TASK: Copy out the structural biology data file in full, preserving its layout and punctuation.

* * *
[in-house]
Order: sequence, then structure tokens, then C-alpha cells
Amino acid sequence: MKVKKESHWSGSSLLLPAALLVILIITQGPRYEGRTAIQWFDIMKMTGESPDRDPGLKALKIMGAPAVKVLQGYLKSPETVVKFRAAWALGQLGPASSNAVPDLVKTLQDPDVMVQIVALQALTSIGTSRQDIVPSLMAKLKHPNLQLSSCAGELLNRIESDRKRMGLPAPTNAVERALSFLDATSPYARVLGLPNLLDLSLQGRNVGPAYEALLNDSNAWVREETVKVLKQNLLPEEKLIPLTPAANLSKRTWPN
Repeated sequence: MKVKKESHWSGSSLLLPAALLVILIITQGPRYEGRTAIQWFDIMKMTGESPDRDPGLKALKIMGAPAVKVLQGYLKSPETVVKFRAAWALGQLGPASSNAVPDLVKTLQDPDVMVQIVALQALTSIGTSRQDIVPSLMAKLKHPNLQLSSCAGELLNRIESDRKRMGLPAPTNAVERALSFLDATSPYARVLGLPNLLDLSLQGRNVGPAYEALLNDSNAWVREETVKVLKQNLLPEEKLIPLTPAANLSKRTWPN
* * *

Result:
[in-house]
Order: sequence, then structure tokens, then C-alpha cells
Amino acid sequence: MKVKKESHWSGSSLLLPAALLVILIITQGPRYEGRTAIQWFDIMKMTGESPDRDPGLKALKIMGAPAVKVLQGYLKSPETVVKFRAAWALGQLGPASSNAVPDLVKTLQDPDVMVQIVALQALTSIGTSRQDIVPSLMAKLKHPNLQLSSCAGELLNRIESDRKRMGLPAPTNAVERALSFLDATSPYARVLGLPNLLDLSLQGRNVGPAYEALLNDSNAWVREETVKVLKQNLLPEEKLIPLTPAANLSKRTWPN
Repeated sequence: MKVKKESHWSGSSLLLPAALLVILIITQGPRYEGRTAIQWFDIMKMTGESPDRDPGLKALKIMGAPAVKVLQGYLKSPETVVKFRAAWALGQLGPASSNAVPDLVKTLQDPDVMVQIVALQALTSIGTSRQDIVPSLMAKLKHPNLQLSSCAGELLNRIESDRKRMGLPAPTNAVERALSFLDATSPYARVLGLPNLLDLSLQGRNVGPAYEALLNDSNAWVREETVKVLKQNLLPEEKLIPLTPAANLSKRTWPN